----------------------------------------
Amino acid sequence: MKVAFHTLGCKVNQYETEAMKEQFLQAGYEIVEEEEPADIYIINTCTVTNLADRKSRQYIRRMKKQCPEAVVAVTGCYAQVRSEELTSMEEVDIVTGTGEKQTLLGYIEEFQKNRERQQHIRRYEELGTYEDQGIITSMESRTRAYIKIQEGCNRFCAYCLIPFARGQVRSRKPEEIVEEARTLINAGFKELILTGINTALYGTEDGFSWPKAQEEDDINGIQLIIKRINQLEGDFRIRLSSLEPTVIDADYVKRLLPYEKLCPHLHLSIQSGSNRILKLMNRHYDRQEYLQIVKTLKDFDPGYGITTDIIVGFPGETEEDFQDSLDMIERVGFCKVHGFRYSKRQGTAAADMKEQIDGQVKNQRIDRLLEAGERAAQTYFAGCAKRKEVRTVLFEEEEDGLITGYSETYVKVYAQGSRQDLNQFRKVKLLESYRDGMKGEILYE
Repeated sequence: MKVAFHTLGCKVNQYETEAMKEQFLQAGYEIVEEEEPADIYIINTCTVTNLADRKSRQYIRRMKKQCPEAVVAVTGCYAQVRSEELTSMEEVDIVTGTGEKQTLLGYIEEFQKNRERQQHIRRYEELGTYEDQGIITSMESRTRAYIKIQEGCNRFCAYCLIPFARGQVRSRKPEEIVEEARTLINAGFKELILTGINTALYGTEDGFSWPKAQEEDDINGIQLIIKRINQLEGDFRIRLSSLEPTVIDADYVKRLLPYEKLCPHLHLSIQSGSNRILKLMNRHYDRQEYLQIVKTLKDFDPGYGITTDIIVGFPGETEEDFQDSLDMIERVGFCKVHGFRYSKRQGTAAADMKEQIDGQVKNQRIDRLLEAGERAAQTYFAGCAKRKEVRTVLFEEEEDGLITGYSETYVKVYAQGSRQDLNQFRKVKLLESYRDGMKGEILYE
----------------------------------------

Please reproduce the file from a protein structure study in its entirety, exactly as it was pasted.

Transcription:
Amino acid sequence: MKVAFHTLGCKVNQYETEAMKEQFLQAGYEIVEEEEPADIYIINTCTVTNLADRKSRQYIRRMKKQCPEAVVAVTGCYAQVRSEELTSMEEVDIVTGTGEKQTLLGYIEEFQKNRERQQHIRRYEELGTYEDQGIITSMESRTRAYIKIQEGCNRFCAYCLIPFARGQVRSRKPEEIVEEARTLINAGFKELILTGINTALYGTEDGFSWPKAQEEDDINGIQLIIKRINQLEGDFRIRLSSLEPTVIDADYVKRLLPYEKLCPHLHLSIQSGSNRILKLMNRHYDRQEYLQIVKTLKDFDPGYGITTDIIVGFPGETEEDFQDSLDMIERVGFCKVHGFRYSKRQGTAAADMKEQIDGQVKNQRIDRLLEAGERAAQTYFAGCAKRKEVRTVLFEEEEDGLITGYSETYVKVYAQGSRQDLNQFRKVKLLESYRDGMKGEILYE
Repeated sequence: MKVAFHTLGCKVNQYETEAMKEQFLQAGYEIVEEEEPADIYIINTCTVTNLADRKSRQYIRRMKKQCPEAVVAVTGCYAQVRSEELTSMEEVDIVTGTGEKQTLLGYIEEFQKNRERQQHIRRYEELGTYEDQGIITSMESRTRAYIKIQEGCNRFCAYCLIPFARGQVRSRKPEEIVEEARTLINAGFKELILTGINTALYGTEDGFSWPKAQEEDDINGIQLIIKRINQLEGDFRIRLSSLEPTVIDADYVKRLLPYEKLCPHLHLSIQSGSNRILKLMNRHYDRQEYLQIVKTLKDFDPGYGITTDIIVGFPGETEEDFQDSLDMIERVGFCKVHGFRYSKRQGTAAADMKEQIDGQVKNQRIDRLLEAGERAAQTYFAGCAKRKEVRTVLFEEEEDGLITGYSETYVKVYAQGSRQDLNQFRKVKLLESYRDGMKGEILYE